Monday, February 4, 2013

Welcome to the Olive Garden...

In case you missed it, the American Association of Birth Centers released The National Birth Study II this week.  You can read the article here.  The findings are HUGE!  I want to give you the condensed highlights and then we'll chat....

The study included 15,574 women at 79 birth centers across the U.S. between the years of 2007 and 2010.  This is a respectable sized study.  About 80% of the women were married and about 3/4 of them had at least some college education.  Half of them were having their first baby, while the other 50% had given birth previously.

Here's the awesome part of the study - 94% of the women planning a birth center birth had a vaginal birth!  This means that only 6% of these women had a cesarean section.  It's true, they were all low-risk.  But in the hospital, the rate of cesarean section for low-risk women is 27%!  Read this paragraph again.  I'll give you a minute...

There were no maternal deaths ("I would have died if I would have had my baby out of a hospital!") and the stillborn/newborn death rate was very consistent with other birth places.  In other words, these babies likely would have died regardless of where they were born.

Interestingly, the rate of cesarean birth in the hospitals has dramatically increased over the decades, while it has remained stable - and low - in the birth centers between 4.4%-6%.  The women in this study saved more than $30 million simply by birthing in a birth center instead of a hospital.

According to Rebecca Dekker, "The National Birth Center Study II shows that when women receive midwifery-led care in birth centers, preventable C-sections are prevented...  Legislation is needed to align payment methods and regulations so that we can better promote the proliferation of birth centers."  In other words, if you are low-risk, hire a midwife, birth out of hospital, and demand that insurance cover midwifery care at a birth center!


For years I have said that birthing in the hospital is like eating at the Olive Garden.  Before I go any further, let me just say that I worked for Darden Restaurants at the Olive Garden for nearly 4 years.  They are a fabulous company to work for.  Seriously.  I got vacation, insurance, incentives.  Sometimes I still miss it.  It's also still one of my favorite places to eat.  With that being said....

When you walk in, you are welcomed by the hostess.  Hopefully you don't have to wait too long for a table.  You have a lovely meal, but if you camp out, your server starts getting nervous.  Because of all the refillable items, the server's section only consists of 3 tables in order to give great service.  If he/she is going to make any money, they've got to turn those tables.  When one table hangs out, it hurts the profits of both the server and the restaurant, and the lobby starts filling and backing up, especially if several tables are "camping out."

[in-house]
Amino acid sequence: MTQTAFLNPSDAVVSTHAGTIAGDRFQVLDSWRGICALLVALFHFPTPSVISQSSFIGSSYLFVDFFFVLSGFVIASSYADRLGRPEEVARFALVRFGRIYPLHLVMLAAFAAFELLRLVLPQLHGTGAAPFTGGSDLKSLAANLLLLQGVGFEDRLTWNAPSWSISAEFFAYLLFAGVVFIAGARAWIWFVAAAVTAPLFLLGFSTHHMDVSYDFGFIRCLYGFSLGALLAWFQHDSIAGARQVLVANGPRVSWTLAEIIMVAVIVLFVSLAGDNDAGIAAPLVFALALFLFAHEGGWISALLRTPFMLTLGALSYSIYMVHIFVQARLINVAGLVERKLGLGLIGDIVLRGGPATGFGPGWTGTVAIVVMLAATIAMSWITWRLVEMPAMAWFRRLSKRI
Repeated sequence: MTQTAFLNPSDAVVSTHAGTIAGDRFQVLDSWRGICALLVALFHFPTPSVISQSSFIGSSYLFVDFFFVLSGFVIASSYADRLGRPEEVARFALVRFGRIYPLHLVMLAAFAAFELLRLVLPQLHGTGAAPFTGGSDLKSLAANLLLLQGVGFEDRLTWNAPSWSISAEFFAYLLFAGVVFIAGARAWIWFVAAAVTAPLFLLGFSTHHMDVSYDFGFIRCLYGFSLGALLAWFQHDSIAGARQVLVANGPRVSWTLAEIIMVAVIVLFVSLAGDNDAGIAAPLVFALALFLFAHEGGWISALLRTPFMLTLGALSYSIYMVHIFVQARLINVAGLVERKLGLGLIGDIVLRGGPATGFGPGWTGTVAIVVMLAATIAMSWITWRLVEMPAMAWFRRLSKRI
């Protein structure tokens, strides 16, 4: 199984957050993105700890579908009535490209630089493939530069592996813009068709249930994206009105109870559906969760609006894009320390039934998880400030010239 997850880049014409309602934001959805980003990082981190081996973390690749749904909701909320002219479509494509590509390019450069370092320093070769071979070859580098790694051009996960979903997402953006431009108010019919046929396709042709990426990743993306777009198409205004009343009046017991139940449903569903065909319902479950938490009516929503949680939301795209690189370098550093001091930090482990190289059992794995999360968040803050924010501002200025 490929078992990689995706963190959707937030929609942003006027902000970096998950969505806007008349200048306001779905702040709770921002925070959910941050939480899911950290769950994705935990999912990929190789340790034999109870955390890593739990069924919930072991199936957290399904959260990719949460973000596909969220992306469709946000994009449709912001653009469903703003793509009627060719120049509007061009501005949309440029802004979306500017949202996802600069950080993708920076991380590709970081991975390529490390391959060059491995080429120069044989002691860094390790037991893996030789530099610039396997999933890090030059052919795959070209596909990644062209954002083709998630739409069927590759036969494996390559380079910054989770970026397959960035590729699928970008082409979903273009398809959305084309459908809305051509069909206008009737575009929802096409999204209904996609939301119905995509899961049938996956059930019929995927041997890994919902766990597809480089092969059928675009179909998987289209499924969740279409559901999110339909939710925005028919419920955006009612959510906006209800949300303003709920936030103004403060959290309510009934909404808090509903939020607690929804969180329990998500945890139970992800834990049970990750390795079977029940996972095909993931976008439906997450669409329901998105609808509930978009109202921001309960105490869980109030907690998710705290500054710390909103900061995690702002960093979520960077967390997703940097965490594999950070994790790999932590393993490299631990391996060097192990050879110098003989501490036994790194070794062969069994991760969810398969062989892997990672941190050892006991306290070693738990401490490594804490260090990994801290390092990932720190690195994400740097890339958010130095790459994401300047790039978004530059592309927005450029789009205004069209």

When you are birthing at the hospital, you simply cannot labor in a room for hours upon hours, or sometimes days.  The lobby (triage) is filling up and your table (room) is needed.  Even the best care providers working in the hospital will tell you to "come in pushing" because they know that women are much more likely to have things done to them to speed things along once they are in the hospital - things that interfere with and interrupt the natural process.

One of the most significant points worth repeating from the study is that low-risk women have a 6% c-section rate at a birth center, but in the hospital, they are more than 4 times as likely to have a c-section, at 27%!  Some of the reasons for higher c-section rates when mom plans a hospital birth include:

* We need your table - i.e. Failure to Progress - Mom has "failed" to progress within her time limit imposed by the hospital.

High rate of induction and not allowing labor to start on its own - A first-time mom is twice as likely to have a c-section when her labor is induced.

*  The use of epidurals and IV drugs do affect the course of a woman's labor.  These are not options in a birth center.

*  Baby is more likely to have heart decelerations with pitocin and other drugs in mom's system, causing care providers to worry more - not just about the baby but also about lawsuits.  The what-if factor is huge and a lot of cesareans are performed as a direct result.

*  We cannot ignore the money factor.  C-sections make more money.

*  We cannot ignore the time factor.  The more time the OB is in the hospital, often, his lobby is full over at his office.  Ever wonder why you wait for 3 hours at your OB appointment?  He/she is aware they are getting further behind the longer you are taking to have your baby.  They don't have time to wait around.  (I actually get this one.  I am super selfish with my time.  I can't stand to wait - on anything - and know I'm getting behind with other things.  I would make a terrible midwife for this reason.)

Personally, I believe at the root of choosing hospital birth is the desire for an epidural.  I believe that if women (and men) weren't so afraid, they wouldn't ignore this evidence about the safety of out-of-hospital birth.  Education takes the fear away.

 "You CAN have an amazing birth!"  -  Birth Boot Camp

Now, go enjoy a delicious meal at the Olive Garden and tell them Banned From Baby Showers sent you!






8 comments:

Melissa Shamburger said...